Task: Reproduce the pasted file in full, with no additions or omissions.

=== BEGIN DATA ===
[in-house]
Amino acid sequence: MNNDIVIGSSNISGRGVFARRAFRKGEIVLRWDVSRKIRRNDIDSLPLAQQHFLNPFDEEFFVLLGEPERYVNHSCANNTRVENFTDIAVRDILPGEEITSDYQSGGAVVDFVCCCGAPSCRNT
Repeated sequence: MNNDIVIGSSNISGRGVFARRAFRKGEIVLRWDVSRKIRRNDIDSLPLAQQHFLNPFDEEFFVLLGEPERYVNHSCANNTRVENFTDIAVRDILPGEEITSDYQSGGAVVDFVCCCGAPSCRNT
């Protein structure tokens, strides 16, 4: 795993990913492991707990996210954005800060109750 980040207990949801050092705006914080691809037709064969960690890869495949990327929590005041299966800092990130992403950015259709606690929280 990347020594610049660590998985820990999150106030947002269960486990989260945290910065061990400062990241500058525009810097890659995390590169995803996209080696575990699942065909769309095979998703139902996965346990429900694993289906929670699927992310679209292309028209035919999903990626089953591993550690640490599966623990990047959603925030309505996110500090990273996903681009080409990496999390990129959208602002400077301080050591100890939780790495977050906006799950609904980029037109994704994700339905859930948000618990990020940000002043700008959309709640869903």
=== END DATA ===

[in-house]
Amino acid sequence: MNNDIVIGSSNISGRGVFARRAFRKGEIVLRWDVSRKIRRNDIDSLPLAQQHFLNPFDEEFFVLLGEPERYVNHSCANNTRVENFTDIAVRDILPGEEITSDYQSGGAVVDFVCCCGAPSCRNT
Repeated sequence: MNNDIVIGSSNISGRGVFARRAFRKGEIVLRWDVSRKIRRNDIDSLPLAQQHFLNPFDEEFFVLLGEPERYVNHSCANNTRVENFTDIAVRDILPGEEITSDYQSGGAVVDFVCCCGAPSCRNT
């Protein structure tokens, strides 16, 4: 795993990913492991707990996210954005800060109750 980040207990949801050092705006914080691809037709064969960690890869495949990327929590005041299966800092990130992403950015259709606690929280 990347020594610049660590998985820990999150106030947002269960486990989260945290910065061990400062990241500058525009810097890659995390590169995803996209080696575990699942065909769309095979998703139902996965346990429900694993289906929670699927992310679209292309028209035919999903990626089953591993550690640490599966623990990047959603925030309505996110500090990273996903681009080409990496999390990129959208602002400077301080050591100890939780790495977050906006799950609904980029037109994704994700339905859930948000618990990020940000002043700008959309709640869903």